A world designed with purpose
I must commend Playtonic for the overall design of Yooka-Laylee and the Impossible Lair. At first glance, you might think that it is merely a 2D platformer with a lot of callbacks to the staff’s previous works. And yes, some of it is exactly that. But when you start to look at the big picture, at how each piece works in conjunction with the other, you start to appreciate the work that was done to create the experience.
As I started to play through the game, I noticed how you can reach most areas of a level with Yooka solo. Losing Laylee is going to happen sometimes; she flies off when you’re struck by an enemy, and Yooka only has a few seconds to grab her again. Without her, you lose the ability to glide or ground slam, which can restrict you from reaching a few areas – or at least require much greater skill from you to reach them.
Fortunately, most objects in the levels are created in order to accommodate playing with one or both of these characters. This includes platform placements, hidden Trowzer coins, and quills that are located throughout each level. There is a sense of cohesion from start to finish when it comes to meshing together level designs, platforming mechanics, and character movesets.
Straight Quillin’ it
As previously mentioned, there is a sense of uniformity when it comes to all gameplay designs working together. One of these is the use of Quills within the overworld and within levels. There are blue, green, yellow, pink, and red feathers that will show up in a given level. You can chase these down in order to get additional quills, or even sometimes a Trowzer coin. These can then be used to unlock tonics that you’ve discovered, purchase locked cases, or even get hints within the map. These never really felt out of place and still lined the game with recognizable features from the first Yooka-Laylee.
Beautiful world, views, and sounds
It seems on the second go-around, Playtonic has hit their stride as a new developer. Granted, they are made up of seasoned veterans. Impossible Lair has a great deal of variation from level to level. One outing may see massive turbines churning through the water, while the next ensures you are about your wits for some rope swinging.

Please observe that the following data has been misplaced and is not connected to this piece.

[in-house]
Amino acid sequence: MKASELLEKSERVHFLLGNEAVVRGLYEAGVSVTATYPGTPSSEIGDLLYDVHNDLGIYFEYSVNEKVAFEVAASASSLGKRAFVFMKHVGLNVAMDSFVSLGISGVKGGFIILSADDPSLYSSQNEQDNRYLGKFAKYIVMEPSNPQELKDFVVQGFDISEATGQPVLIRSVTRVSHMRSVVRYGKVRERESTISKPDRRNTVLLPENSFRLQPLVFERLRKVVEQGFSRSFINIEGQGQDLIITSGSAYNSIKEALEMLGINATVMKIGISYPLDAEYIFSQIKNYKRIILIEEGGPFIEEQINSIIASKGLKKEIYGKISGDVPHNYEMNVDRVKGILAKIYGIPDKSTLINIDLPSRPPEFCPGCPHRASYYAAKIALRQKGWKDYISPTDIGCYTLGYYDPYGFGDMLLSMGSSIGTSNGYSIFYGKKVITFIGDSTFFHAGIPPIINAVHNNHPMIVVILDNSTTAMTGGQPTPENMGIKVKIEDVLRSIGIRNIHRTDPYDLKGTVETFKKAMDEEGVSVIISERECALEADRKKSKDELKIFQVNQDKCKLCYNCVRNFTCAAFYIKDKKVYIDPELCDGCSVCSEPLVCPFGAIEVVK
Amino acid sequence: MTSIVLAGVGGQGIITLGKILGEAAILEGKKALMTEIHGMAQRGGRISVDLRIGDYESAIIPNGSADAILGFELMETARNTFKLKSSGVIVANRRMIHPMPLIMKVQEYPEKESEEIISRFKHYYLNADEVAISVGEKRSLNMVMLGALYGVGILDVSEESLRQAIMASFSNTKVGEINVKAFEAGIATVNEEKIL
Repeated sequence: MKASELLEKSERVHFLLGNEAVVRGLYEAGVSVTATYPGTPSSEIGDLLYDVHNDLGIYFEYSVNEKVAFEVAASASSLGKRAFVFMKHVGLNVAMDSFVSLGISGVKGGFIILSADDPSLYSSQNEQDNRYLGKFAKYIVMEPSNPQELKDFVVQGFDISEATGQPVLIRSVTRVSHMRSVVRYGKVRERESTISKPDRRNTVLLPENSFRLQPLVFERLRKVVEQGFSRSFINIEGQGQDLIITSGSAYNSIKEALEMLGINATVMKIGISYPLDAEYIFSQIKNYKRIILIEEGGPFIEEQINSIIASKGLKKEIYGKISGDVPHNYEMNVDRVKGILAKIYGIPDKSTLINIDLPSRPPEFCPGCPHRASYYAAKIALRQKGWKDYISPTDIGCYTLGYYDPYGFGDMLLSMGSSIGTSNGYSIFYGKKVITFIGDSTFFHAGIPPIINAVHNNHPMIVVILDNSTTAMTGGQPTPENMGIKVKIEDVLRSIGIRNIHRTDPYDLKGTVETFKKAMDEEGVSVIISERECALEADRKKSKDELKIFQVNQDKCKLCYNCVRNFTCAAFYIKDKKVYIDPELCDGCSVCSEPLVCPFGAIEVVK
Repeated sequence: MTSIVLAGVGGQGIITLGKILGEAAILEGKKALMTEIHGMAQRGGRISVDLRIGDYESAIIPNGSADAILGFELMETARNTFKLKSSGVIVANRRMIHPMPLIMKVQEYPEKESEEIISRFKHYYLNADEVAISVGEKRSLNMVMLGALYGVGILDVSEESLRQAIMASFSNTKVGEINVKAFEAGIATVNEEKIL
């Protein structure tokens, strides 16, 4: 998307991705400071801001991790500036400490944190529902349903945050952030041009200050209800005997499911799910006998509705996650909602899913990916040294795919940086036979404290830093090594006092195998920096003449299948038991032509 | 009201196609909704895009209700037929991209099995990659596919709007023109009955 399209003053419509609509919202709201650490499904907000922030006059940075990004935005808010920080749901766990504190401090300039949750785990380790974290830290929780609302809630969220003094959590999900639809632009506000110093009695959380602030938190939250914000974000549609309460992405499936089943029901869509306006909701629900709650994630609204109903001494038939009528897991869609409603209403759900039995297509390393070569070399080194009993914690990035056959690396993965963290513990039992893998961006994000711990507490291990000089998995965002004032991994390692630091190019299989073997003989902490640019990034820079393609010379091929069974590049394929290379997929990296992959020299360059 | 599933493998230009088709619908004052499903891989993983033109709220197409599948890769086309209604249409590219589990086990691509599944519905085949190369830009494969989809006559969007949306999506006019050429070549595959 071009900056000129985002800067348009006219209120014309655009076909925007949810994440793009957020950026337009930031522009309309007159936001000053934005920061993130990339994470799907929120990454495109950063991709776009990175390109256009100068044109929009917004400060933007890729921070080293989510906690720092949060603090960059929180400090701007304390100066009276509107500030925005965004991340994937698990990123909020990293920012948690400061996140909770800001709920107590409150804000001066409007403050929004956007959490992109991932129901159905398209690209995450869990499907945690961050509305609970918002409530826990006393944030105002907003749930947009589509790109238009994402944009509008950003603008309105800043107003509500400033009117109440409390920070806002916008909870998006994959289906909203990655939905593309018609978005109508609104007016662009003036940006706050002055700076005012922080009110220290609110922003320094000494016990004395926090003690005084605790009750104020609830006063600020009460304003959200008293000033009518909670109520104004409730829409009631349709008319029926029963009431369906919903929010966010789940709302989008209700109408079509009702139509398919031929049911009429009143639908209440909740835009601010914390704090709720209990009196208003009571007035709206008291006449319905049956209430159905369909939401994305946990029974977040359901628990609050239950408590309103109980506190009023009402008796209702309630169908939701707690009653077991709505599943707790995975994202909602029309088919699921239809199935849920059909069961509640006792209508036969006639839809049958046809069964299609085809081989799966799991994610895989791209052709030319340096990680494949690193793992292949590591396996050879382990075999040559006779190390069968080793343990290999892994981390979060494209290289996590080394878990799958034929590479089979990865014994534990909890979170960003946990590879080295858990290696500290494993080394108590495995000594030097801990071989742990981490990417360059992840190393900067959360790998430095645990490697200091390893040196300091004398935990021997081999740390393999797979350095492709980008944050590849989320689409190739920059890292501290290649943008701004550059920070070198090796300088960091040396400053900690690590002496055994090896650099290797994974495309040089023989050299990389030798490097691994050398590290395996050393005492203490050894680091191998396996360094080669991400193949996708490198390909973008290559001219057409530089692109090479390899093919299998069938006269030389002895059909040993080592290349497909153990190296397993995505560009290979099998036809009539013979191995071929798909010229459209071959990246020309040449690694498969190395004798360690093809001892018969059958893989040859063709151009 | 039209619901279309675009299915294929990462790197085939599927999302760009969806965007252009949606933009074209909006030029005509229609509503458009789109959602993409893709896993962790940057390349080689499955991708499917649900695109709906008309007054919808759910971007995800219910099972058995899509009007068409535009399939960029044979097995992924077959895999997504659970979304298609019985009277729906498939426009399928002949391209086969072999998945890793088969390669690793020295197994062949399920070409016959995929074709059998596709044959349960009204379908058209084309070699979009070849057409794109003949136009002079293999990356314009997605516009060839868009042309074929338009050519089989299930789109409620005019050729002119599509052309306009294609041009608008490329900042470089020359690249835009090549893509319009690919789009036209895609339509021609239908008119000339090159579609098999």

It’s hard not to admire the punchy bright colors and clever layouts that each level has. This is also accompanied by a remarkable soundtrack, filled with whispy string plucks and bouncy tunes. Heck, I wouldn’t even mind putting it on repeat and getting lost in the plucks from the stringed instruments. This was probably the first game where I enjoyed a water level for its beauty, controls, and music choices — I don’t think I can honestly say that about any other game.
Yooka-Laylee and the Impossible Lair has given Playtonic an opportunity to redeem themselves. Moving from the 3D space to a 2D one, at least for me, has given the game and its mechanics a lot more focus. There is still quite a bit to plow through in terms of hours you’ll be playing to unlock levels and find new areas. But that is all time well spent in my eyes.
It was already a few hours in before I realized I wasn’t encountering any boss battles. However, in lieu of traditional boss battles, the main focal point of the game is for you to overcome the Impossible Lair (hence the title). As previously mentioned, you’ll unlock members of the Royal Bee Guards when you complete a level. Each of these acts as lives when you’re ready to jump into the Impossible Lair, which is practically a house of death. This ultimate test of skill invites everything you’ve learned over the course of the game to use in order to defeat Capital B.
Yooka-Laylee and the Impossible Lair marries a variety of platforming mechanics in a meaty campaign with tons of challenges ahead. It’s as polished as it is focused and as true to the genre as you can get. Now, sign me up for the next one.
A review code was provided by the publisher.